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The Coca-Cola Company has agreed not to acquire any rights to the Dr Pepper brand in the United States without first obtaining Federal Trade Commission antitrust clearance. Coca- Cola also will notify the FTC before acquiring any entity that has annual branded carbonated soft-drink sales over 10 million 192-ounce case equivalents. These provisions, which would be in effect for 10-years, are designed to permit the FTC to review certain soft-drink acquisitions that might substantially reduce competition and raise consumer prices, and are part of a proposed settlement of nine-year-old litigation between the FTC and Coca- Cola.

The settlement involves modifying the prior-approval and prior-notification provisions contained in an order issued by the Commission last June, and which Coca-Cola appealed to the U.S. Court of Appeals for the D.C. Circuit. Both Coca-Cola and the FTC will ask the D.C. Circuit to dismiss the appeal and send the case back to the Commission to allow the agreed upon changes to be made.

Coca-Cola is based in Atlanta, Georgia.

The modified order stems from charges filed by the FTC in federal district court in Washington, D.C. in 1986, alleging that Coca-Cola's planned acquisition of one of its largest competi- tors, the Dr Pepper Company, would violate the antitrust laws. The order would ensure that the FTC has the opportunity to review and, if necessary, to seek a court order to block potentially problematic acquisitions by Coca-Cola. Specifically, it would require Coca-Cola, for 10 years, to obtain Commission approval before acquiring:

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  • any rights to the Dr Pepper or diet Dr Pepper brand in the United States or any brand, name or trademark associated with producing, marketing, selling or distributing these brands in the United States; or

  • any interest in any entity that holds, owns or otherwise controls the Dr Pepper or diet Dr Pepper brand, name or trademark in the United States.

In addition, the modified order would require Coca-Cola, for 10 years, to give the FTC advance written notice before acquiring certain large branded carbonated soft-drink manufacturers. The floor for this provision would be acquisitions by Coca-Cola of companies with sales exceeding 10 million, 192-ounce case equivalents in each of the three years preceding the transaction. Under the Hart-Scott-Rodino Act (HSR Act), Coca-Cola is required to notify the FTC and the Department of Justice before acquiring more than $15 million in assets or voting securities from an entity worth more than $10 million. Thus, the ceiling for the modified order's prior-notification requirement would also meet HSR Act filing thresholds.

As was the case with the June 1994 order, the modified order would not affect acquisitions of bottlers by Coca-Cola. Finally, the order would include various reporting provisions designed to assist the FTC in monitoring Coca-Cola's compliance

The modified order will end the litigation that began in 1986 when the federal district court, at the FTC's request, issued a preliminary injunction to prohibit Coca-Cola from acquiring Dr Pepper pending an administrative hearing. Coca-Cola later abandoned the transaction, but refused to agree that it would not attempt the same or a similar transaction in the future. On grounds that future Coca-Cola acquisitions of branded concentrate firms could raise competitive concerns given the conditions in the soft-drink market, the Commission issued a complaint charging that Coca Cola's agreement to acquire Dr Pepper violated the antitrust laws and sought an order requiring prior-approval for certain transactions. Although Administrative Law Judge Lewis F. Parker upheld the FTC charges, he refused to enter a prior-approval order. Both complaint counsel and Coca- Cola appealed his decision to the full Commission, which again upheld the charges in a June 1994 decision. The Commission order accompanying that decision required Coca-Cola, for 10 years, to obtain Commission approval before acquiring:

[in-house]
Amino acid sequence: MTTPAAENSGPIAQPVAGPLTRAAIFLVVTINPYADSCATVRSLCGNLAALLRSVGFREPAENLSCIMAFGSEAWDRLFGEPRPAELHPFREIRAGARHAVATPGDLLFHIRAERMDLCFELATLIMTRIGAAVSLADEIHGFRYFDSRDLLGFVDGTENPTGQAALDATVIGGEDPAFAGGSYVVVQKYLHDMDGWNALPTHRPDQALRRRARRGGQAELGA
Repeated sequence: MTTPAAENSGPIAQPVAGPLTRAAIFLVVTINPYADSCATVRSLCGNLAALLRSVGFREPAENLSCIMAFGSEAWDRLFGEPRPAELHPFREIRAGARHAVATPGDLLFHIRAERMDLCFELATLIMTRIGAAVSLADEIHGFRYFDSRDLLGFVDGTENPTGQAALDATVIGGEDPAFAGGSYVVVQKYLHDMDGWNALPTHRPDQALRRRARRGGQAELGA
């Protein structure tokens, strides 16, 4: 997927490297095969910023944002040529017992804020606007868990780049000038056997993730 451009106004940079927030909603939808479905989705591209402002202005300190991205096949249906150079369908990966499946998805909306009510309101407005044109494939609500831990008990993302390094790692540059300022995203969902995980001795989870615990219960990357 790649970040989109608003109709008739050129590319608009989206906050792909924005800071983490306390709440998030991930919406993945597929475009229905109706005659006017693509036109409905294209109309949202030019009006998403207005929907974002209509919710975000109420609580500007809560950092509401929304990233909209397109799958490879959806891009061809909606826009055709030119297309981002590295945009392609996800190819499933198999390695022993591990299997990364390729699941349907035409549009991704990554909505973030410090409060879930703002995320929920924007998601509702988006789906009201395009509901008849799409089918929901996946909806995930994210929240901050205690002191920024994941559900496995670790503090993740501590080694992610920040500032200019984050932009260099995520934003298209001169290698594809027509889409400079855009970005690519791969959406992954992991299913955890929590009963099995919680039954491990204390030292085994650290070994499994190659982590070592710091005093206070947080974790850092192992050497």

• any interest in an entity that manufactures or sells branded concentrate or syrup, or that licenses the brand, name or trademark for a branded concentrate or syrup, in the United States; or

  • any brand, name or trademark associated with the production, sale or distribution of branded concentrate, branded syrup or branded carbonated soft drinks in the United States.

Coca-Cola appealed the Commission decision and order to the D.C. Circuit on Aug. 26, 1994. Under the settlement, Coca-Cola and the FTC will ask the D.C. Circuit to dismiss Coca-Cola's petition for review and to remand the case back to the FTC so that the FTC can modify the June 1994 order.

The Commission vote to accept the proposed settlement for filing in court was 3-0, with Commissioners Mary L. Azcuenaga and Roscoe B. Starek, III recused.

NOTE: This agreement is for settlement purposes only and does not constitute an admission by The Coca-Cola Company that it violated the law. When the Commission issues the modified order, it will carry the force of law with respect to future actions. Each violation of such an order may result in a civil penalty of $10,000.

Copies of proposed settlement agreement and other documents associated with this case are available from the FTC's Public Reference Branch, Room 130, 6th Street and Pennsylvania Avenue, N.W., Washington, D.C. 20580.


(FTC Docket No. 9207)

(Nos. 94-1595, 94-1596, 95-1086, 95-1087 (D.C. Cir.))